MEED

MEED, abbreviated from the former name Middle East Economic Digest, is a business intelligence tool for the Middle East and North Africa (MENA), providing analysis and commentary on Middle Eastern markets, companies, people and data on the regional projects market.

MEED Ltd
Private (Ltd)
IndustryPublishing, new media, business news, events
FoundedLondon, United Kingdom (1957)
HeadquartersDubai Media City, Dubai, United Arab Emirates
Number of employees
120 (2008)
Websitewww.meed.com

Current business activities

MEED Magazine

MEED (magazine cover)
MEED magazine cover

MEED publishes a business-to-business magazine for subscribers every Friday featuring news, analysis and commentary, features and interviews and a weekly special report. Circulation, according to a 2009 audit by ABC (Audit Bureau of Circulations UK), was 6,338.[1]

MEED was launched in 1957. When Rafiq Hariri drew up plans to rebuild a war-shattered Lebanon, MEED met the prime minister and asked him to explain them.[2] When Colonel Gaddafi unveiled the first part of his Great Manmade River, MEED took a front-row seat at the ceremony and quizzed the engineers.[3] While US tanks were still rolling towards Baghdad in March 2003, MEED obtained plans from Washington that described how the US was hoping to rebuild the country.[4] Three months before going public, MEED revealed DP World's IPO plans.[5][6][7] Abdalla el-Badri announced Opec's potential move from US dollar to euro pricing to MEED.[8] MEED broke news of Saudi Arabia moving ahead with plans for a Mile-High Tower in Jeddah[9] – which would make it the tallest tower in the world – and Nakheel's plans to create a tower over one kilometre high (then called Nakheel Tower, later announced as Dubai's Harbour Tower) to trump Emaar's Burj Khalifa.[10][11]

MEED is used as a source of Middle East information by the US and British governments – Energy Information Administration, United States Congress and the British Foreign and Commonwealth Office.

The dedication made by Abdullah II of Jordan in 2007 demonstrates MEED's positive contribution to the Middle East for over 50 years. "The celebration of this milestone is a testament to the distinguished insight into the region MEED has provided to its readers for five decades. Your acuity has recorded the region's diversity and potential, not just its challenges and crises."[12]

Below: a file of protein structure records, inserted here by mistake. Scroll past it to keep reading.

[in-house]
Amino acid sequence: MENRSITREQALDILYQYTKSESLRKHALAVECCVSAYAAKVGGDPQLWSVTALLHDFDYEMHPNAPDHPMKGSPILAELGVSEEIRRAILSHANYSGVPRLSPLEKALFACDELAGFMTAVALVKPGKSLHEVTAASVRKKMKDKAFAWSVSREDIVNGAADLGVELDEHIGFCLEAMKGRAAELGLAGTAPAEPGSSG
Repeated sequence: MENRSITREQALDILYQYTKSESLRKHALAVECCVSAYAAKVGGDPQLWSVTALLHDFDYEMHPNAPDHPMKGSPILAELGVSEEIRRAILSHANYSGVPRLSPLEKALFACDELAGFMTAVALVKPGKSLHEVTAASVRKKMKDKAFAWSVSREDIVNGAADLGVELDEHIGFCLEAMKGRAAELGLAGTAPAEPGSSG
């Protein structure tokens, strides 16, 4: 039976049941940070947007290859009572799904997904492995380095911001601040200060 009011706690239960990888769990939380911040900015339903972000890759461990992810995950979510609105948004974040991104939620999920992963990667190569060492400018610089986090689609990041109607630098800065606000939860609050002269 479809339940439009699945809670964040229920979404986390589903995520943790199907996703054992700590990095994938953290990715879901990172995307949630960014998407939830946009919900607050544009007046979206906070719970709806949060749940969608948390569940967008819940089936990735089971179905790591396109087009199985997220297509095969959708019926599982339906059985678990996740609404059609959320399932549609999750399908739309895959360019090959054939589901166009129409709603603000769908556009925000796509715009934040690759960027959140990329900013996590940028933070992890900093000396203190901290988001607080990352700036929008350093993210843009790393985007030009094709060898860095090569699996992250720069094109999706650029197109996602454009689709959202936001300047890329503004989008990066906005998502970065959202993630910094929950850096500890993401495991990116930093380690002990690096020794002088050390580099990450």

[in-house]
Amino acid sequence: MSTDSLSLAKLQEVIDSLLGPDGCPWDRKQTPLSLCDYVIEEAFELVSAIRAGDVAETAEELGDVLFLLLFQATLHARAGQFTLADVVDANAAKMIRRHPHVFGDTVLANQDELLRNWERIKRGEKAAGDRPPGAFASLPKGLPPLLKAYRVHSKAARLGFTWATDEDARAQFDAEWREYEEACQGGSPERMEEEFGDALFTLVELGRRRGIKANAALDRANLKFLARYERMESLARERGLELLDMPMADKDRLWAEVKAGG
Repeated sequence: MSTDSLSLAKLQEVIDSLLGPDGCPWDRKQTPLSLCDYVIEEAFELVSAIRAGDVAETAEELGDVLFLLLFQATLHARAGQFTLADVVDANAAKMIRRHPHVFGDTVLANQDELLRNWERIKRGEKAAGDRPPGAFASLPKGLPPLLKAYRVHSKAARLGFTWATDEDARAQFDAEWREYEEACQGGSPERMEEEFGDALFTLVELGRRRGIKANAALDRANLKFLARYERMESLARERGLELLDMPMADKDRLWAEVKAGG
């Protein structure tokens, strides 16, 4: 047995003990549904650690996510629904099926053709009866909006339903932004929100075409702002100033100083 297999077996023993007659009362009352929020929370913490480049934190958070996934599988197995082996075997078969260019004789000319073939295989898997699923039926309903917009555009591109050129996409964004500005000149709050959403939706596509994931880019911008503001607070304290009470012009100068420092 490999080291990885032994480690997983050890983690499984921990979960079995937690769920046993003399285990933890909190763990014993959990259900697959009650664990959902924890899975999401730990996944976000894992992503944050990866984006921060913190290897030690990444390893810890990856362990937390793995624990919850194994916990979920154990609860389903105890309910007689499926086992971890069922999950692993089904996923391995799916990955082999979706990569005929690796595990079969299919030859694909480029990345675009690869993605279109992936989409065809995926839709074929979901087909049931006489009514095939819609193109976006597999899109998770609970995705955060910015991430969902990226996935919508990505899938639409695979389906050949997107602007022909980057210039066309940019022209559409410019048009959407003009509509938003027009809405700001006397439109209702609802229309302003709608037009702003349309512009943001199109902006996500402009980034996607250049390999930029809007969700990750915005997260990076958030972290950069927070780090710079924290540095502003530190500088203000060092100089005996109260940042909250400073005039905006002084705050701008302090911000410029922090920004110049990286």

MEED.com

As well as publishing all magazine content, MEED.com also produces daily country and industry news, tenders, contract awards, economic data and market trends, with an emphasis on projects. Its archive dates back to 1994.

Content on the site is broken down by 10 sectors and 19 countries:

Construction, Economy, Finance, Industry, Markets, Oil & Gas, Power, Telecoms and Information Technology, Transport and Water

Algeria, Bahrain, Egypt, Iran, Iraq, Jordan, Kuwait, Lebanon, Libya, Morocco, Oman, Gaza/ West Bank, Qatar, Saudi Arabia, Syria, Sudan, Tunisia, United Arab Emirates and Yemen.

MEED Projects

A Middle East and North Africa projects tracker.[13] The index tracks more than 7,000 projects worth over $5.6 trillion. Sectors covered are alternative energy, construction, fertiliser, industrial, infrastructure, liquefied natural gas, gas processing, metal, oil and gas production, petrochemicals, power, water and waste.

MEED Insight

A bespoke research, data and analysis service, MEED Insight specialises in Middle East industry or sector scoping, market surveys, evaluation and forecasting, market entry assistance, project overviews and competitor analysis. Core sectors are oil and gas, petrochemicals, banking and finance, manufacturing, transport and logistics, power and water.

MEED Events

MEED runs three summits – Arabian Hotel Investment Conference (AHIC), Arabian World Construction Summit (AWCS) and Arabian Power & Water Summit – and has more than 25 Middle East industry- and country-focused conferences in its portfolio, as well as networking clubs focusing on UAE and Qatar construction and power and water.

History

The first issue of Middle East Economic Digest (MEED) was published on 8 March 1957.

MEED's founder and driving force for the next two decades was Elizabeth Collard, a champion of Arab causes who was to become an adviser to UK Prime Minister Harold Wilson on Middle East affairs and a friend of Gamal Abdel Nasser of Egypt and King Hussein of Jordan. She also helped to establish the Council for the Advancement of Arab British Understanding (CAABU).[14]

With two part-time secretarial assistants, MEED was produced on a hand-cranked Ronco printing machine. Every Friday evening, friends and relatives would help staple and stuff envelopes with the 12-page newsletter. Lacking any editorial resources, the Middle East Economic Digest was a compilation from newspapers and other reports. Newspapers were flown in weekly from Cairo and Beirut, translated and condensed.

By the time MEED was acquired by Emap in 1986, it had a staff of 20 full-time journalists and 12 researchers and newsroom assistants to cover Middle Eastern business and project news. In 2006 Emap Middle East also acquired business website AME Info.

In March 2012, the owning company rebranded as Top Right Group, but retained the Emap name for its magazines operation, which at the time accounted for around 18 percent of the group's turnover.[15] In October 2015 Top Right Group announced it was scrapping the Emap brand and would stop producing print editions and that, over the next 12–18 months, all titles would become digital only.[16] In December 2015 Top Right Group rebranded as Ascential[17] who, in January 2017, announced its intention to sell 13 titles including MEED; the 13 "heritage titles" were to be "hived off into a separate business while buyers are sought."[18][19]